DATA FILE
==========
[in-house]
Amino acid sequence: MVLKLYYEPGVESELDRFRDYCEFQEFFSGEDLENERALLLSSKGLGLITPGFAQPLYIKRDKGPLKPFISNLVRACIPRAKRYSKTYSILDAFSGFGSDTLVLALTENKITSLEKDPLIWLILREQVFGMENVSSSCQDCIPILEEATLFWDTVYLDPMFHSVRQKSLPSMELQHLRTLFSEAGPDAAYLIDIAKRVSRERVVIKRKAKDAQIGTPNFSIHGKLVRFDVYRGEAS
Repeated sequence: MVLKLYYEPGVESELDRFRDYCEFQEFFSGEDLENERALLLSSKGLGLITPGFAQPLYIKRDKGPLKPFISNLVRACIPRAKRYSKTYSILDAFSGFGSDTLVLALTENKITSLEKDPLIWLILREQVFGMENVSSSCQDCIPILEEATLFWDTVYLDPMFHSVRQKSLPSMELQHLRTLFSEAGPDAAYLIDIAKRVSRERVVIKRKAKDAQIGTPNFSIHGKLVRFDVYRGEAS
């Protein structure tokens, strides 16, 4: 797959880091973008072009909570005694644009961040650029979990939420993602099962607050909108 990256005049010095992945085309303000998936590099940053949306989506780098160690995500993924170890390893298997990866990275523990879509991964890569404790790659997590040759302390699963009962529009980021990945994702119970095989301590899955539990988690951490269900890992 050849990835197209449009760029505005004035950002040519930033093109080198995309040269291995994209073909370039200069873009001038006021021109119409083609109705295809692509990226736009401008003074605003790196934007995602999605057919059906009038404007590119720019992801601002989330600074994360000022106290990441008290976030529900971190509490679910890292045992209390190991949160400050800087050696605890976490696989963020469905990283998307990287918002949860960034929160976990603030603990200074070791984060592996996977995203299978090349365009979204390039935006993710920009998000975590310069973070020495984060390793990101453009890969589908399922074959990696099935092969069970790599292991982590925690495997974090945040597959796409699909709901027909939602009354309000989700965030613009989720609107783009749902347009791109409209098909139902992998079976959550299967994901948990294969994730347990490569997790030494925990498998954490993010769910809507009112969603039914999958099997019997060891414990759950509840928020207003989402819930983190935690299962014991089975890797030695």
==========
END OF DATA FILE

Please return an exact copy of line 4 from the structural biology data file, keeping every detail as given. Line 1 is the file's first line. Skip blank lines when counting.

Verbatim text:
């Protein structure tokens, strides 16, 4: 797959880091973008072009909570005694644009961040650029979990939420993602099962607050909108 990256005049010095992945085309303000998936590099940053949306989506780098160690995500993924170890390893298997990866990275523990879509991964890569404790790659997590040759302390699963009962529009980021990945994702119970095989301590899955539990988690951490269900890992 050849990835197209449009760029505005004035950002040519930033093109080198995309040269291995994209073909370039200069873009001038006021021109119409083609109705295809692509990226736009401008003074605003790196934007995602999605057919059906009038404007590119720019992801601002989330600074994360000022106290990441008290976030529900971190509490679910890292045992209390190991949160400050800087050696605890976490696989963020469905990283998307990287918002949860960034929160976990603030603990200074070791984060592996996977995203299978090349365009979204390039935006993710920009998000975590310069973070020495984060390793990101453009890969589908399922074959990696099935092969069970790599292991982590925690495997974090945040597959796409699909709901027909939602009354309000989700965030613009989720609107783009749902347009791109409209098909139902992998079976959550299967994901948990294969994730347990490569997790030494925990498998954490993010769910809507009112969603039914999958099997019997060891414990759950509840928020207003989402819930983190935690299962014991089975890797030695």